Words from the Pros: Billy Montana on Finding the Song Idea
‘Words from the pros’ is a monthly series featuring advice for up and coming songwriters straight from some of country’s finest.
Billy Montana’s songwriting credits include #1’s “More Than A Memory” for Garth Brooks, Sara Evans’ “Suds in the Bucket,” Jo Dee Messina and Tim McGraw’s “Bring On The Rain,” and Lee Brice’s “Hard To Love,” as well as numerous cuts with artists including Kenny Chesney, Jason Aldean, Lee Ann Womack, and David Nail. Read more about Montana here.
From Billy Montana: It’s challenging to speak in general terms when speaking about the process of songwriting. In fact, I have often said that the only rule in songwriting is that there are no rules! That being said, we all continually look for ways, methods, clues, hints, pieces of advice, etc. to help us craft “better” songs – some nugget or suggestion that will maximize the end result of our labor of love.
There are many ingredients that go into the recipe of song creation, and all are completely necessary and one is no less important than another. Melody, idea, hook, structure, heart, language . . . pick one. It’s as important as the one sitting next to it.
Since this is the first in an upcoming series of suggestions and recommendations, probably the best place to start is at the beginning: for me, that’s “the idea.” You need a good one to build a song on. If your idea is good, once you get rolling, all you really have to do is keep the wheels on the track. What is the idea? Sometimes it’s the hook, but I’d say more times than not, it’s the concept (storyline.) It’s hard to write a great song from a mediocre idea. You struggle to make things make sense and often the song tends to slip away from you. My experience shows that a solid idea allows you to spend more effort on color, description, “furniture.”
An example from my own writing experience is “More Than a Memory,” a song I wrote with Lee Brice and Kyle Jacobs in 2007 that Garth Brooks recorded and took to #1 in it’s first week. The idea was Lee’s, that a girl was so unforgettable, so consuming, so incredible, she wasn’t just a memory, she was more than a memory. Having such a solid foundation to build the rest of the song upon gave us the freedom to come up with strong images that completely reinforced the emotional state of the one who was describing how unforgettable, consuming and incredible the girl continues to be.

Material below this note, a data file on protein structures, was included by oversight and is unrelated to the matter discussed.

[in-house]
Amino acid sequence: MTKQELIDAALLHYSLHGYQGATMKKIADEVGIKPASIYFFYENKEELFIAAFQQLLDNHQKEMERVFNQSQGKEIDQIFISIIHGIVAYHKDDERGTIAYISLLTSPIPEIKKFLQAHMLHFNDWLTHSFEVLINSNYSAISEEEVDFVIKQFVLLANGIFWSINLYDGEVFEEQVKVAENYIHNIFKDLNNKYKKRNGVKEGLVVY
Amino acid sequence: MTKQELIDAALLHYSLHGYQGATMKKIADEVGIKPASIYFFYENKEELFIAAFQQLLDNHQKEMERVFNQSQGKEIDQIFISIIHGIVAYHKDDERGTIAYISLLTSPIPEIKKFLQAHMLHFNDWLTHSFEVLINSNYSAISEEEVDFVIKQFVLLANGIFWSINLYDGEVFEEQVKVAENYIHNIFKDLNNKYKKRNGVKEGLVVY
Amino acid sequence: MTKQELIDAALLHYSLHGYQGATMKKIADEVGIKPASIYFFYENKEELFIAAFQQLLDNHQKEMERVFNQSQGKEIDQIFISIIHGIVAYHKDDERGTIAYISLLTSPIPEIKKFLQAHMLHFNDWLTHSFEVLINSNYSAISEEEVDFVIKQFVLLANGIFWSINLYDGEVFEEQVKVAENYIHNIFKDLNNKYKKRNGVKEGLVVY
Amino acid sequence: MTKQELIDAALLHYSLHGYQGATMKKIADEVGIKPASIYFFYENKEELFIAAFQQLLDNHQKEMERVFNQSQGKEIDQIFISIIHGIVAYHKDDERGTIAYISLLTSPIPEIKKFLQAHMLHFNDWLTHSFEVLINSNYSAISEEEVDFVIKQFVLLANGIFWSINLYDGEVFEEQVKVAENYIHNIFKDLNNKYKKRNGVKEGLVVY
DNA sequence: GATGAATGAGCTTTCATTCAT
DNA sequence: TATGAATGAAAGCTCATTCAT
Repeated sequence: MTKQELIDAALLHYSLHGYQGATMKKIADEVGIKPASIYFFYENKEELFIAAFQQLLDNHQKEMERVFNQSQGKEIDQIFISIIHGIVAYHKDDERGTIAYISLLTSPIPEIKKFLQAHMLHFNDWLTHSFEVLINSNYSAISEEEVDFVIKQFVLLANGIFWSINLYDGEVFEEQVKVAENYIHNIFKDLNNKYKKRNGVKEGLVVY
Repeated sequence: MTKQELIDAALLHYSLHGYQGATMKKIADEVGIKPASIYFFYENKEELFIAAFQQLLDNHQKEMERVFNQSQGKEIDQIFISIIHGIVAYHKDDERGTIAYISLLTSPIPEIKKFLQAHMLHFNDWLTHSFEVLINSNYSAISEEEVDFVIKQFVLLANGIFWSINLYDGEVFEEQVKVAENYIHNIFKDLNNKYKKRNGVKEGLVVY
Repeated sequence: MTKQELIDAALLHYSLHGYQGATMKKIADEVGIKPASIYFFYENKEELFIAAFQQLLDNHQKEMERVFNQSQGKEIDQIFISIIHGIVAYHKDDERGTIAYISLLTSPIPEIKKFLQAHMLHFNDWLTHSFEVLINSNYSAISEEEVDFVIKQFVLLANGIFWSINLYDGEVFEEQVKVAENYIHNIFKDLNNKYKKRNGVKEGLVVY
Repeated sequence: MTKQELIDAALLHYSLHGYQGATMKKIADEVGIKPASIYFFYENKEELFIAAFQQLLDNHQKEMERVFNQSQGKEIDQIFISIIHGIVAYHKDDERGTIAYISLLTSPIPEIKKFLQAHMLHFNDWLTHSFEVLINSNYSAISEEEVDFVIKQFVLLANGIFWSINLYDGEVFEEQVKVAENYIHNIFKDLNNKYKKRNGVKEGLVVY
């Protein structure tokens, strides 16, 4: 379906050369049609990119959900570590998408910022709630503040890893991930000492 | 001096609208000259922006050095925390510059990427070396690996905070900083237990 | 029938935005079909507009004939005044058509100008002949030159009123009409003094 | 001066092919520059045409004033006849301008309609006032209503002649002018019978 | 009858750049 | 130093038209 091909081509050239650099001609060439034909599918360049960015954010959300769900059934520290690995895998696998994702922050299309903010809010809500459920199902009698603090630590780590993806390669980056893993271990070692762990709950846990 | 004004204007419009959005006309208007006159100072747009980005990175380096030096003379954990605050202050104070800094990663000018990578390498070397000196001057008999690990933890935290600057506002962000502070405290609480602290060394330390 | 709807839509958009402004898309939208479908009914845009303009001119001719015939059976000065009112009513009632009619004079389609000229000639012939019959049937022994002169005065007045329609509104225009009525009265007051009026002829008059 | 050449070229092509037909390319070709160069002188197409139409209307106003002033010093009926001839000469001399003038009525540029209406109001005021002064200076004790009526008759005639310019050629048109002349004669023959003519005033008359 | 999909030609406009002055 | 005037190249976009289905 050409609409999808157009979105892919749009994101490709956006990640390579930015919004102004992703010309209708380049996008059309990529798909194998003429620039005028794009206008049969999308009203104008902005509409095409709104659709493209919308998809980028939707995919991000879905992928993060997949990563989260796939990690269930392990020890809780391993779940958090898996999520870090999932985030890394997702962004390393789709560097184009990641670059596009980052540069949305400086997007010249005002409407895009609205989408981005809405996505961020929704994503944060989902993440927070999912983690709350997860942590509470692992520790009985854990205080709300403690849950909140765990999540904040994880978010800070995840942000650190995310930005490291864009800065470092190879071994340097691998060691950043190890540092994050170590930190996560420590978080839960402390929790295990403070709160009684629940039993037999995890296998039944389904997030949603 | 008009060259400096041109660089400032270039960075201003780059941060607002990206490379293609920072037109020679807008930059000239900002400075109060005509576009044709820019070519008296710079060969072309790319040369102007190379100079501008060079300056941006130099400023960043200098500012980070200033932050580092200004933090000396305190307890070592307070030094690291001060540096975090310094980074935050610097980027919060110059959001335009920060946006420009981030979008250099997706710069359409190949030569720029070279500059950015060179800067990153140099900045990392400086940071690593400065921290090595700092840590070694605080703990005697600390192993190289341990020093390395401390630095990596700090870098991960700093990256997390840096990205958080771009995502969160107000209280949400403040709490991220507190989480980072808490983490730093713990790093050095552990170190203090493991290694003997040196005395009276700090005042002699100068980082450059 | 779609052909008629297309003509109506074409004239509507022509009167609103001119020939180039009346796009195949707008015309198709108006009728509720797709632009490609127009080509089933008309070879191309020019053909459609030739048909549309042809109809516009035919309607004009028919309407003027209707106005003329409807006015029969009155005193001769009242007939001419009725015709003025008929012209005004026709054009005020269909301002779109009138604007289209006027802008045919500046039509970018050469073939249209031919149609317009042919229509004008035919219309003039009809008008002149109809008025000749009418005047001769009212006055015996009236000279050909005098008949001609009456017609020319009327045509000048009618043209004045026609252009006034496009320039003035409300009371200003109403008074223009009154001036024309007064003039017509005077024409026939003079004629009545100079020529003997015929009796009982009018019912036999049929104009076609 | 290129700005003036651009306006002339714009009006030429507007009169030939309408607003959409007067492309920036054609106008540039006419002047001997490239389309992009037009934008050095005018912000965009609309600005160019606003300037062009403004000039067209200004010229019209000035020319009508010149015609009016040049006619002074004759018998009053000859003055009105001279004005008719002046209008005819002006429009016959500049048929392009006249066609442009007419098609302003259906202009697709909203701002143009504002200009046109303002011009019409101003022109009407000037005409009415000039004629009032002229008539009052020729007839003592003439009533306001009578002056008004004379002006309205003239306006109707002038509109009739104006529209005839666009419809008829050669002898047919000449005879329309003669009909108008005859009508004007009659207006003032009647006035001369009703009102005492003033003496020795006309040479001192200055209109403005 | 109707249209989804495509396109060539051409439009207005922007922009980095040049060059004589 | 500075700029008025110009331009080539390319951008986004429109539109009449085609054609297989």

Now, I’m not suggesting that you not write a song if you think the idea isn’t quite up to snuff. Write it. I heard a hall of fame songwriter give some advice many years ago that I’ve never forgotten. He said you will have quite a few good ideas every year, but the great ideas are hard to come by – maybe 2 a year. His advice was to always work hard to finish writing the good ideas so that when those precious few great ones come along, you’re trained and conditioned and in shape to close the deal – to bring the song home and make it the best it can possibly be. This is a great practice to employ. It’s why I write so many songs in a year – to stay “in shape” for when the great ideas reveal themselves. You never know what day that’s going to be!
Steven King, the novelist, gives similar advice in his book, On Writing. He tells how he would write at least 4 hours every day to keep his mind and skills sharp and creative. Even though he’s writing novels, the concept applies to songwriting as well. Write, write, write.
So where do any ideas come from? You know the answer to that question: everywhere! Keep your radar on to pick up on things people say in ordinary conversation, lines in movies, titles of books, bumper stickers, other songs – you name it. Reading is also a good practice to maintain or refill the creative cup. I was in a meeting with a major label A & R rep and a sign behind her desk said, “You can’t write if you don’t read.” I write so many songs in a year, I don’t have enough incredible, amazing experiences happen to me that are song worthy. So, I look for things to spark ideas and storylines.
Songwriting is work. Elbow grease. Work to find the best ideas you can and then write, write, and write them the best you can. Pan for them like they were gold, because sometimes they are.